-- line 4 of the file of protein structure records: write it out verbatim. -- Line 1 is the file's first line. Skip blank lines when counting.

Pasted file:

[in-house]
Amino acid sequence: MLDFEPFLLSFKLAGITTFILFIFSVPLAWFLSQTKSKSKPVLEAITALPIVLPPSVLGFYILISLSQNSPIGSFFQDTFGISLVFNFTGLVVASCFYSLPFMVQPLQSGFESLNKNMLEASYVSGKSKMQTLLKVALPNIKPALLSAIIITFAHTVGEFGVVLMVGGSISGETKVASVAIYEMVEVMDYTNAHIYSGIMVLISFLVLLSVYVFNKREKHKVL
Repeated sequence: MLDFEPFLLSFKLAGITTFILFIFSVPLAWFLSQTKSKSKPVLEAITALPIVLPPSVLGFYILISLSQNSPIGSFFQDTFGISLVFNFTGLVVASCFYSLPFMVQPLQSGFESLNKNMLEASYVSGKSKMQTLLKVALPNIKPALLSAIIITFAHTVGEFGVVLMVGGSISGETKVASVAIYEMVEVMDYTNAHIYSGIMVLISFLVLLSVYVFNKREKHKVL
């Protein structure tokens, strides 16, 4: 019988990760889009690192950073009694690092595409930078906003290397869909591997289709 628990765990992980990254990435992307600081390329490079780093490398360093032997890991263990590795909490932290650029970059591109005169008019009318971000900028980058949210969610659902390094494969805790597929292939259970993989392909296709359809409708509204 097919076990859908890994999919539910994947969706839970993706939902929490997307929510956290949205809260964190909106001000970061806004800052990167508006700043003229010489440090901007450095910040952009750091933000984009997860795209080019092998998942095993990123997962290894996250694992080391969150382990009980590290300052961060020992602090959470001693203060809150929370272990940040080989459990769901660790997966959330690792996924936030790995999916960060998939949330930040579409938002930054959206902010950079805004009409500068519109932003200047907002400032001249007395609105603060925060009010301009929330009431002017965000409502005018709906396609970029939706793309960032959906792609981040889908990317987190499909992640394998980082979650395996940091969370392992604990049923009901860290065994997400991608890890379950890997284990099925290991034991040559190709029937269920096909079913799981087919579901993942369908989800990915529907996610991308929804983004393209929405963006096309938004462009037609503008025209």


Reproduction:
């Protein structure tokens, strides 16, 4: 019988990760889009690192950073009694690092595409930078906003290397869909591997289709 628990765990992980990254990435992307600081390329490079780093490398360093032997890991263990590795909490932290650029970059591109005169008019009318971000900028980058949210969610659902390094494969805790597929292939259970993989392909296709359809409708509204 097919076990859908890994999919539910994947969706839970993706939902929490997307929510956290949205809260964190909106001000970061806004800052990167508006700043003229010489440090901007450095910040952009750091933000984009997860795209080019092998998942095993990123997962290894996250694992080391969150382990009980590290300052961060020992602090959470001693203060809150929370272990940040080989459990769901660790997966959330690792996924936030790995999916960060998939949330930040579409938002930054959206902010950079805004009409500068519109932003200047907002400032001249007395609105603060925060009010301009929330009431002017965000409502005018709906396609970029939706793309960032959906792609981040889908990317987190499909992640394998980082979650395996940091969370392992604990049923009901860290065994997400991608890890379950890997284990099925290991034991040559190709029937269920096909079913799981087919579901993942369908989800990915529907996610991308929804983004393209929405963006096309938004462009037609503008025209």